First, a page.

Health and Symptoms / 28 November, 2019 / My Baba
Who needs vitamin D supplements? The short answer: pretty much all of us. NHS advice says “everyone (including pregnant and breastfeeding women) should consider taking a daily supplement containing 10 micrograms of vitamin D during the autumn and winter”.
You need vitamin D for maintaining a healthy immune system. It’s an essential nutrient for regulating your calcium, magnesium and phosphorous intake — all the minerals needed for the healthy formation of bones, among many other things.
Vitamin D is something we absorb when our skin is exposed to sunlight. From early April to September, you can generally get enough of this from being outside. However, during the autumn and winter months, we’re not getting out as much and with the clocks going back, the amount of daylight we are getting is minimal.
You can also get vitamin D from leafy green vegetables, oily fish, red meat and fortified dairy products. However, it’s hard for people to get enough vitamin D from food alone.
A supplement is a simple way of getting the right amount of vitamin D in your diet. While a vitamin D supplement is recommended for everyone in the colder months, certain groups are more at risk of a deficiency and may require it all-year-round.
If you’re trying for a baby, having the right level of vitamin D is important for conception. “Women sufficient in vitamin D have also been found to be 10 percent more likely to become pregnant compared to those with insufficient concentrations of the vitamin,” reports BetterYou.
If you’re pregnant, you need vitamin D to support the healthy growth of your baby. Having sufficient vitamin D levels is also needed for the delivery of healthy full-term births. Studies show that “vitamin D supplementation may reduce the risk of infants being small for their gestational age and improve growth during infancy,” according to BetterYou. “Expectant mothers should be supplementing with up to 2000 IU of vitamin D per day to help reduce the risk of foetal and neonatal mortality.”
If your diet is plant-based, you can still get vitamin D from food but it’s nowhere near enough. “Studies have found that the vast majority of those following a plant-based diet have sub-optimal levels of vitamin D,” states BetterYou. A supplement, that you can easily get in spray form, can deliver the 1000 IU you need.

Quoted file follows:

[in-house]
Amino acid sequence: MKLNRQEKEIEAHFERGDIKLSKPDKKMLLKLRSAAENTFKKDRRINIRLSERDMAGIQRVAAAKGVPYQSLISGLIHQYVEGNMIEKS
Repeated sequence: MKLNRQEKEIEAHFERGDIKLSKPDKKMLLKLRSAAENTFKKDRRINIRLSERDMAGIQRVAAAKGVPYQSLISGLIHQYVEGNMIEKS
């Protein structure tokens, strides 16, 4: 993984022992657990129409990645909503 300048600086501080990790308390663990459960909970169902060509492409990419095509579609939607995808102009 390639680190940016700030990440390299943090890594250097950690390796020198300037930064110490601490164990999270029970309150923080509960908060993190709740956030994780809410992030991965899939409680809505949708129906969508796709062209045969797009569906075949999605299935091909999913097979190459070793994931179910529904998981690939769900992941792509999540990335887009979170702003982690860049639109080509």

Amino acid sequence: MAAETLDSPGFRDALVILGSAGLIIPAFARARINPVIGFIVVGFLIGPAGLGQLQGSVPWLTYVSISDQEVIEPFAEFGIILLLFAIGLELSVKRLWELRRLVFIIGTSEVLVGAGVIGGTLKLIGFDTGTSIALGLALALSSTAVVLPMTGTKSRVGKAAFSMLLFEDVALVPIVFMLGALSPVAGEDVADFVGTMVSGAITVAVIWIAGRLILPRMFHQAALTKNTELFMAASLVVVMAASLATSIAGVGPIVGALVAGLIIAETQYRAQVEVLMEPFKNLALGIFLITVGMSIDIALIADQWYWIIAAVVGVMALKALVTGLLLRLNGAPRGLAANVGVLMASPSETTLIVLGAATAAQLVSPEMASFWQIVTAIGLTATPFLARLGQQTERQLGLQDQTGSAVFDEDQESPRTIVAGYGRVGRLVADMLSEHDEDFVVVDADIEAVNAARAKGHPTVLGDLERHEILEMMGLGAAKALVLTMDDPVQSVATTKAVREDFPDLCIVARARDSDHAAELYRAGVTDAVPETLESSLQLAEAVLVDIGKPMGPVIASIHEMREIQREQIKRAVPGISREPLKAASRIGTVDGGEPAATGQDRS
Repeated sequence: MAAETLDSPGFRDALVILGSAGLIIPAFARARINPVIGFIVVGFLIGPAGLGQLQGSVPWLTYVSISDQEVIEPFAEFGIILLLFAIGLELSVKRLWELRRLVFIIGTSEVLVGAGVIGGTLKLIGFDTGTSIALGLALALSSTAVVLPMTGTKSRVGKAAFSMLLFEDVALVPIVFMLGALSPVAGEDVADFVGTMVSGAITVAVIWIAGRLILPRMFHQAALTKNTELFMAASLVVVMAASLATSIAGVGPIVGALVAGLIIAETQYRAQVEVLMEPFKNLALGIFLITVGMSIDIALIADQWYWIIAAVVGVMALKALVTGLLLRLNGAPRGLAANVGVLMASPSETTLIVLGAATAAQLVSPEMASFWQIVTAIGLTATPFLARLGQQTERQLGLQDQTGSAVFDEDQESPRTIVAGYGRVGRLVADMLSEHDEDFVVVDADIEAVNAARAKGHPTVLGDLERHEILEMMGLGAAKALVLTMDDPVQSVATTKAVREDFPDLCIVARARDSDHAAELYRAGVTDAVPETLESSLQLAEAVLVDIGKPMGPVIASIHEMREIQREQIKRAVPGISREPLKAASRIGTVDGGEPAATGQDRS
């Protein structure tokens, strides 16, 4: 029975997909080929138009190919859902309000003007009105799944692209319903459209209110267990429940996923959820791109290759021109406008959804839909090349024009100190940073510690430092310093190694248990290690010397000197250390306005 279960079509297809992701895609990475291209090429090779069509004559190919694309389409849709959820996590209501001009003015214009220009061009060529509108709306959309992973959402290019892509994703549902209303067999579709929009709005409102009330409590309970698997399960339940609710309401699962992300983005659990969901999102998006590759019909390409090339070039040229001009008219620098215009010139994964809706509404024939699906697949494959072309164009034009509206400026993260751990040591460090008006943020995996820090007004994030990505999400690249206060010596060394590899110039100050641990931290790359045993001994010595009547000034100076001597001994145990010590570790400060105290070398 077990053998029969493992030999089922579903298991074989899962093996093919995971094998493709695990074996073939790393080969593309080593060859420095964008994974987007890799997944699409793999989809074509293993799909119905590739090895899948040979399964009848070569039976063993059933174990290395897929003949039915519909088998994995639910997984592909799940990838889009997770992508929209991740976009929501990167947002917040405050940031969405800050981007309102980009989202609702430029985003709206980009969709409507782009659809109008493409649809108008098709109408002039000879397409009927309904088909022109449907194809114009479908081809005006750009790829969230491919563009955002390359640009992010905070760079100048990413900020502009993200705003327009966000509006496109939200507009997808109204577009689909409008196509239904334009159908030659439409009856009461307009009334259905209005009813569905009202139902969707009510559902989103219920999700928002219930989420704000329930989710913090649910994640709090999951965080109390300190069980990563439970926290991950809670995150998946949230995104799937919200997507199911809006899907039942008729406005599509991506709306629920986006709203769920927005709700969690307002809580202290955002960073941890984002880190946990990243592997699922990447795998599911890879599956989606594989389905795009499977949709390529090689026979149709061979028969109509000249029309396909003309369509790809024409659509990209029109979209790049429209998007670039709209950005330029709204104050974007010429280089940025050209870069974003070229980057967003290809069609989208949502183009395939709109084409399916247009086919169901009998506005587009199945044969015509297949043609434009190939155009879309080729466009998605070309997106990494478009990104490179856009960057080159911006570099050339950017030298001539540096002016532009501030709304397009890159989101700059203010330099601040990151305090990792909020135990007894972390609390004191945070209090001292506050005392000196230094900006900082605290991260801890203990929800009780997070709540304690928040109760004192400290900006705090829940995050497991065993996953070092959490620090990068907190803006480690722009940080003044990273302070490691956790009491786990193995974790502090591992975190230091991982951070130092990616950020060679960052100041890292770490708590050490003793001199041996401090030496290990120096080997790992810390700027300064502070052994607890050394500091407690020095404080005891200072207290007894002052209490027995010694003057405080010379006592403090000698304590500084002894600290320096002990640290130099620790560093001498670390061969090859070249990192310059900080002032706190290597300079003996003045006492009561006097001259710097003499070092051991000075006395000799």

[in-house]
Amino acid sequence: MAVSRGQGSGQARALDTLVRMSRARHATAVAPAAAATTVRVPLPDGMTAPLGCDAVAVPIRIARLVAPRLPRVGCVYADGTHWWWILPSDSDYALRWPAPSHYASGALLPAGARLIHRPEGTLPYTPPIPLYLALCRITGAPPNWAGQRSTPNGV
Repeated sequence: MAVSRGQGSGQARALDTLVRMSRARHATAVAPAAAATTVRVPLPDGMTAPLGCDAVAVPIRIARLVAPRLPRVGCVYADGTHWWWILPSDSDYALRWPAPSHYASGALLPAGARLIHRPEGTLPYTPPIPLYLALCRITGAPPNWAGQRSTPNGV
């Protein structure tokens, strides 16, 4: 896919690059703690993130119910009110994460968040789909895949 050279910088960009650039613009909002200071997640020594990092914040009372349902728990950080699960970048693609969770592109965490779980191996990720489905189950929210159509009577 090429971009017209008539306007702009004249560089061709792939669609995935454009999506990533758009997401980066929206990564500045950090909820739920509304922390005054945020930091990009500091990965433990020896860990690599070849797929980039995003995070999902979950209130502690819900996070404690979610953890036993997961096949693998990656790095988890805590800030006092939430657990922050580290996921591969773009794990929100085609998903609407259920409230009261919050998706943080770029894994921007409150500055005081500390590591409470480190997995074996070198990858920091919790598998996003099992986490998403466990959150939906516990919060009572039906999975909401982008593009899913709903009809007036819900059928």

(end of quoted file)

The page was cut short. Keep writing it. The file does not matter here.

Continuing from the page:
If you have darker skin, “the melanin in your skin competes with vitamin D for UVB absorption, meaning that darker skin types allow less UVB to enter the skin and consequently produce less vitamin D,” advises BetterYou. While dosage recommendations, don’t take ethnicity into consideration, “The Department of Health recommends that those with darker skin supplement all year round”.
If you work in an office (most of us, right?), it’s likely you’re not spending enough time outside. In fact, it’s a huge concern in the UK that our office workers are increasingly at risk of a vitamin D deficiency. Of course how much vitamin D you need is going to vary from person to person; pick up a test kit to find out.
If you have a newborn and you’re breastfeeding or partially breastfeeding them, they ought to have a vitamin D supplement, as breastmilk doesn’t contain enough vitamin D.
If your child is under five years old, a vitamin D supplement is recommended. “Without vitamin D there is a danger that children will develop problems with their bones and muscles and any child that doesn’t get enough vitamin D, either through diet or from sunlight, can develop rickets,” reports BetterYou. 400 IU daily is suitable for children of all ages.
If you have a teenager, vitamin D is going to help ensure the development of healthy bones, in particular through their growth sport up to the age of 18 years old. What’s more, teenagers are spending more time indoors than ever which puts them at a higher risk of vitamin D deficiency.
BetterYou has a wide selection of vitamin D sprays to suit your lifestyle. They’re easy to use each day and are a great alternative to tablets. Pill-free vitamin D is particularly ideal for little ones who may not be used to swallowing tablets.
To read more about vitamin D and supplements, visit NHS.uk